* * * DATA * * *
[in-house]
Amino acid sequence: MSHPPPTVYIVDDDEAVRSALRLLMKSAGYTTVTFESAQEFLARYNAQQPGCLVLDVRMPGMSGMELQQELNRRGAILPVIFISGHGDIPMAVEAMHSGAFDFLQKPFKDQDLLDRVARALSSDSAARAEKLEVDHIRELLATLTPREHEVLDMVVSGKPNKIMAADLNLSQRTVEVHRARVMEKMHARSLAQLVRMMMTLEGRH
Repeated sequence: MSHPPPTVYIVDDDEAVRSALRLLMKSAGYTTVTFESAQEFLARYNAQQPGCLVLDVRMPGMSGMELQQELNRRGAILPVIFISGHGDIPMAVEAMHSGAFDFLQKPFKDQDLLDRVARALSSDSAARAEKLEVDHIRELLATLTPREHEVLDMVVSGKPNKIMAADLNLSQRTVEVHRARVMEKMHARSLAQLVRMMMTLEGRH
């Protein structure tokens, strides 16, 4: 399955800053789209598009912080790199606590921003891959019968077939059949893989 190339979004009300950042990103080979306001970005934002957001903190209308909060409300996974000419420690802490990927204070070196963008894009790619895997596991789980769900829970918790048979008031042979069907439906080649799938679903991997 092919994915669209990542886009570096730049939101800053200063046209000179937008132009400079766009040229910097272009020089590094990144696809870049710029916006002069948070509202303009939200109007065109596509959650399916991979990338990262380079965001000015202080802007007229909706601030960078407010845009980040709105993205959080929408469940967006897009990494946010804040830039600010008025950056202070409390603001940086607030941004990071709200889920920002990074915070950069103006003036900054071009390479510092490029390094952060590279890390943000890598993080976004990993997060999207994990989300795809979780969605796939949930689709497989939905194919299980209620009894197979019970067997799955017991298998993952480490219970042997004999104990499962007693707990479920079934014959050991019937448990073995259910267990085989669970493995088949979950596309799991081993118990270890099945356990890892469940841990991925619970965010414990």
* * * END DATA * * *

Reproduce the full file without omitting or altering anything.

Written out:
[in-house]
Amino acid sequence: MSHPPPTVYIVDDDEAVRSALRLLMKSAGYTTVTFESAQEFLARYNAQQPGCLVLDVRMPGMSGMELQQELNRRGAILPVIFISGHGDIPMAVEAMHSGAFDFLQKPFKDQDLLDRVARALSSDSAARAEKLEVDHIRELLATLTPREHEVLDMVVSGKPNKIMAADLNLSQRTVEVHRARVMEKMHARSLAQLVRMMMTLEGRH
Repeated sequence: MSHPPPTVYIVDDDEAVRSALRLLMKSAGYTTVTFESAQEFLARYNAQQPGCLVLDVRMPGMSGMELQQELNRRGAILPVIFISGHGDIPMAVEAMHSGAFDFLQKPFKDQDLLDRVARALSSDSAARAEKLEVDHIRELLATLTPREHEVLDMVVSGKPNKIMAADLNLSQRTVEVHRARVMEKMHARSLAQLVRMMMTLEGRH
């Protein structure tokens, strides 16, 4: 399955800053789209598009912080790199606590921003891959019968077939059949893989 190339979004009300950042990103080979306001970005934002957001903190209308909060409300996974000419420690802490990927204070070196963008894009790619895997596991789980769900829970918790048979008031042979069907439906080649799938679903991997 092919994915669209990542886009570096730049939101800053200063046209000179937008132009400079766009040229910097272009020089590094990144696809870049710029916006002069948070509202303009939200109007065109596509959650399916991979990338990262380079965001000015202080802007007229909706601030960078407010845009980040709105993205959080929408469940967006897009990494946010804040830039600010008025950056202070409390603001940086607030941004990071709200889920920002990074915070950069103006003036900054071009390479510092490029390094952060590279890390943000890598993080976004990993997060999207994990989300795809979780969605796939949930689709497989939905194919299980209620009894197979019970067997799955017991298998993952480490219970042997004999104990499962007693707990479920079934014959050991019937448990073995259910267990085989669970493995088949979950596309799991081993118990270890099945356990890892469940841990991925619970965010414990």